Once again, the key Adventist doctrines are inserted here and there, probably not even noticed, but giving weight to the special doctrines that all are supposed to just assume, to stipulate to, in attorney language, without thought or proof.
The day is ended with a good paragraph about unity, but getting to it is confusing and contradictory to say the least.
“Read 1 Corinthians 12:12–26. How does this image of one body with many parts apply to your local congregation? How does it apply to a worldwide organization like the Seventh-day Adventist Church?”
Once again there is the concerted effort to say that the Adventist church IS the body of Christ, excluding all others.
But verse 13 says: “For by one Spirit we were all baptized into one body, whether Jews or Greeks, whether slaves or free, and we were all made to drink of one Spirit.”
There is only ONE BODY, of which those members of the Adventist church who are saved, are a part.
There are several statement here that need comment:
“The Seventh-day Adventist Church has grown by leaps and bounds.” This comment is ignoring the fact that the exit out the back door is is nearly 50%, according to the records kept by the Department of Archives and Statistics of the General Conference.
And this one:
“Our ethnic, racial, cultural, educational, and age differences must not be permitted to divide us in Christ.” One way the cultural differences are being recognized is the way that EGW is not much of an issue in other places of the world. There is little or no regard for her, and in fact, many have not heard of her at all.
Also, when included under the statements about the Seventh-day Adventist Church, the last part of the paragraph, “we are all one in Christ”, carries a different meaning from normal Christian understandings. From the context, the “we” includes those in the Adventist church and not anyone else. This assumptive language is a subtle way to reinforce the belief that only Adventists are the true body of Christ.
The next-to-the-last paragraph starts out well but falls apart in the last half. While our unity and safety as people of God does depend on our proximity to Him—through believing in Jesus—it is not directly related to our obedience.
This is classic Adventist-speak and reflects the belief that although our sins are forgiven up to the moment of “conversion”, after that it is up to us to keep ourselves saved. Adventism offers no assurance of salvation, which is a hopeless position to be in for anyone with any self-awareness. We all know that we don’t do so well in the obedience column, and it leads to either rampant legalism or else to hopelessness as we wonder if we are “safe to save”.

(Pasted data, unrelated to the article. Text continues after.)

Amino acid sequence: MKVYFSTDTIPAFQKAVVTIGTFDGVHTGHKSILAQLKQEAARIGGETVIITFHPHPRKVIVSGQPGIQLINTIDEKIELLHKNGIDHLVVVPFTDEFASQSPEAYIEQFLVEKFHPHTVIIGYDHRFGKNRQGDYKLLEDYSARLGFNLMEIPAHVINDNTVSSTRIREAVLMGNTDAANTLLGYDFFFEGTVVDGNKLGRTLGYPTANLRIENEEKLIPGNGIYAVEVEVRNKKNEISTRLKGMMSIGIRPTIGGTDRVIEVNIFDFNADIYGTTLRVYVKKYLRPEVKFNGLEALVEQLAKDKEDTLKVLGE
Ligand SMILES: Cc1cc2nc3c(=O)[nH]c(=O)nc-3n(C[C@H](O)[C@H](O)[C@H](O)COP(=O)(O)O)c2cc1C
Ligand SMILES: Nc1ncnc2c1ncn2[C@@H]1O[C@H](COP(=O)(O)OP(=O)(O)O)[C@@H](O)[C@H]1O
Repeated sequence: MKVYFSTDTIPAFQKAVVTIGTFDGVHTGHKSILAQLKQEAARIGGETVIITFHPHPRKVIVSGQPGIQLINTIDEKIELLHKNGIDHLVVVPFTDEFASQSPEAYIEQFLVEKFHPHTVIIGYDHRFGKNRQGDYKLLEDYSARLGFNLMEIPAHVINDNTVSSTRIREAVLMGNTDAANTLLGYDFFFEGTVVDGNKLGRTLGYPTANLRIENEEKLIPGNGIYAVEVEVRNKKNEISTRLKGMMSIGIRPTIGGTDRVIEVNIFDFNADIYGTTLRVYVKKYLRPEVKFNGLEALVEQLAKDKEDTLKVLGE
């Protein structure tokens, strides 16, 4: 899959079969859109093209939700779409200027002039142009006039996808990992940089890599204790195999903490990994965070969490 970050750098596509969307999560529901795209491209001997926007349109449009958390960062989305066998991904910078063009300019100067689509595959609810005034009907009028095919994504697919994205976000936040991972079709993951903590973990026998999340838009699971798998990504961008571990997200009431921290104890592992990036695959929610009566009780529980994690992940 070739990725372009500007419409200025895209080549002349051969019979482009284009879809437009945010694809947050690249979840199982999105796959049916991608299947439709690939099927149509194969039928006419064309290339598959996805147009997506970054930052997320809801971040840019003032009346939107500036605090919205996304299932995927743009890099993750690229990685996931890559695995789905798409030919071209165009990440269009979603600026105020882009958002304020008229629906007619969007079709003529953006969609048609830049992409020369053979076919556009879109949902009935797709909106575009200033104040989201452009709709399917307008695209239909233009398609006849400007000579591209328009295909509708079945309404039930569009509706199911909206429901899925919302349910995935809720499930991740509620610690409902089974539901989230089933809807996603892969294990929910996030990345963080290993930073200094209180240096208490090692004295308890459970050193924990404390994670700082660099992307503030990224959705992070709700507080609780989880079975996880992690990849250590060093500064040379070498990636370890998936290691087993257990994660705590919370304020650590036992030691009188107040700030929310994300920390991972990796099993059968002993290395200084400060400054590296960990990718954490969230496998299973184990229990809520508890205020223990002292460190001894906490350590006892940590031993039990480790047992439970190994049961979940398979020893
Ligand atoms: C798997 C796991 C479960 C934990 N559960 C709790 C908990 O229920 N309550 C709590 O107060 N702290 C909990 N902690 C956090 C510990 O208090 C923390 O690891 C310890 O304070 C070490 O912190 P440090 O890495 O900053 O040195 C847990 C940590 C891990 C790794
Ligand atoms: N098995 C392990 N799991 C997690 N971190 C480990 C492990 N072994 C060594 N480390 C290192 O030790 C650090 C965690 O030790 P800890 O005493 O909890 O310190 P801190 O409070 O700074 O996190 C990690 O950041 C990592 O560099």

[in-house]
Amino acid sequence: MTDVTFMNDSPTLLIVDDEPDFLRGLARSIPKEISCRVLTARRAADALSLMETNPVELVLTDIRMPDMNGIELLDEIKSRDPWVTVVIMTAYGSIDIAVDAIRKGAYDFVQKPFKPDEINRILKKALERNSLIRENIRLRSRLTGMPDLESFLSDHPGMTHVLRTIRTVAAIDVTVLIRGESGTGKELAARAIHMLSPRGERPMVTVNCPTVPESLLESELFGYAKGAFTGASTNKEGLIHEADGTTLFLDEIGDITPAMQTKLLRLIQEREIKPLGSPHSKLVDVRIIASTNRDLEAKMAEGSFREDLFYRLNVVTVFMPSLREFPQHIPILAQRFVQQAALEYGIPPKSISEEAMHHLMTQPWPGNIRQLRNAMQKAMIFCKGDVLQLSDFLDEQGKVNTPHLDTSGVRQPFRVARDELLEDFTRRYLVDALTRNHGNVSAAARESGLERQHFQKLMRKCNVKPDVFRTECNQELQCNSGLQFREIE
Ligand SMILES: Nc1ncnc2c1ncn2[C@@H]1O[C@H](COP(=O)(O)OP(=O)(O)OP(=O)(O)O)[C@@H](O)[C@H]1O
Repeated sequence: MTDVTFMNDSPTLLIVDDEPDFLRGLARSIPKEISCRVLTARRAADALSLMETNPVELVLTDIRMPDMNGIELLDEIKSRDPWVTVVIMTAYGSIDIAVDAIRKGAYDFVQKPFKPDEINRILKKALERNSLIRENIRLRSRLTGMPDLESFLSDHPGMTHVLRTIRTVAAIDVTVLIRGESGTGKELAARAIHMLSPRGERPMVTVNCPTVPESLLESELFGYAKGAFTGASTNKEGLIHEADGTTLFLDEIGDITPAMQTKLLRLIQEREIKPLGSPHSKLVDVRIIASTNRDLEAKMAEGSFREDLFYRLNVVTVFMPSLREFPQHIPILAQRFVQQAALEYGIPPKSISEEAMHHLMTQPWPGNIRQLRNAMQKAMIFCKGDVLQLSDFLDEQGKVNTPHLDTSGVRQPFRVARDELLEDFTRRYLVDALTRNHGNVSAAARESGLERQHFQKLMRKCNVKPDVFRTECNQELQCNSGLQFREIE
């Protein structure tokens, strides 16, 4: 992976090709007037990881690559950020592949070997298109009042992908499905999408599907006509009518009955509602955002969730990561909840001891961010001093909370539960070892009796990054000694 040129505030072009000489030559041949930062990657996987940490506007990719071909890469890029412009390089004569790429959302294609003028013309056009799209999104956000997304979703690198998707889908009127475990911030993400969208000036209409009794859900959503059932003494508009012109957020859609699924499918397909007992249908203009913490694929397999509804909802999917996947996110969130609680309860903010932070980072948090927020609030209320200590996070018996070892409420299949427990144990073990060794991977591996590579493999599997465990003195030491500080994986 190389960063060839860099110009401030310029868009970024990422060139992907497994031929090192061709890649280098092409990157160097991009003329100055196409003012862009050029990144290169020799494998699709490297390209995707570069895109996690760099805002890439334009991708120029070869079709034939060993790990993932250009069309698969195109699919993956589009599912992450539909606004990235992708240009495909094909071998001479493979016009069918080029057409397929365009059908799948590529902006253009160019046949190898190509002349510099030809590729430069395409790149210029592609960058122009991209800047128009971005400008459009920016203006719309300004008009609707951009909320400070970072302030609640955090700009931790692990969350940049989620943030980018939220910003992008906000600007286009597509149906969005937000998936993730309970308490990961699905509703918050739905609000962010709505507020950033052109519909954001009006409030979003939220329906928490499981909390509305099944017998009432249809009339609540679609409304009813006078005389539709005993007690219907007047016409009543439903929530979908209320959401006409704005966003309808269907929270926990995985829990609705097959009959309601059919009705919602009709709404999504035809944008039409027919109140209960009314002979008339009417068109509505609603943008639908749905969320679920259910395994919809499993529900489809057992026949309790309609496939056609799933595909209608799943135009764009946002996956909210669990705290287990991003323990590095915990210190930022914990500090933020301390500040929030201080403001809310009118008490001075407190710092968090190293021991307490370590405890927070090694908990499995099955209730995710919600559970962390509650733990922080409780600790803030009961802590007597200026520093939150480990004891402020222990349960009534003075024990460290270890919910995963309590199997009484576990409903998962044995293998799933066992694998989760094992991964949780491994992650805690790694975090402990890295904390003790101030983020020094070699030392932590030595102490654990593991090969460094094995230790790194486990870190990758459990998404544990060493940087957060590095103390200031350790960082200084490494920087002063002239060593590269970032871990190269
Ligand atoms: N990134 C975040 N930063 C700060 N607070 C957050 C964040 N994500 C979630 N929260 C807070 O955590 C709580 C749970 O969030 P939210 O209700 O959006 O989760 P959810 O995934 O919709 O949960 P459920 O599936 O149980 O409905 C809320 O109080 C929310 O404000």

Just thinking about it brings back the hopeless feeling of knowing, wondering, if I am obeying enough to tip the balance beam in the right direction. Thank God that He has assured us in His Word that we are safe in Him!
The last question at the end of the lesson repeats the idea that we have to obey His voice to be saved. Again it comes down to obedience, law-keeping, and Sabbath-keeping for any hope of salvation.
What a sad distortion of salvation by faith.
Question 2 says in part: “God wants His people to be united in the closest bonds of Christian fellowship.” While very true, how can “His people” be united with the rest of the body when the rest of the body is considered to be lost unless they join the Adventist segment of the body? The unity God wants is within the framework of the entire body, not just one small segment that self-righteously excludes the rest of the body. In addition, that unity is only based on the real gospel.
Question 3 says that we must rely on God’s grace and not our own merits, a statement which is absolute truth. How can you then add to that the necessity of keeping the “Law”, or at least selected bits of it? Law-keeping is relying entirely on your own merits even if you say that God gives you the strength to do it. As we know that God’s grace cannot fail, therefore our salvation comes down to what we do or don’t do—which is trusting our own merits.
The lesson ends with quotes from Ellen White demonstrate the confusion she has left her followers. She says salvation is by faith in Christ alone, while she also says that keeping the commandments is necessary for salvation.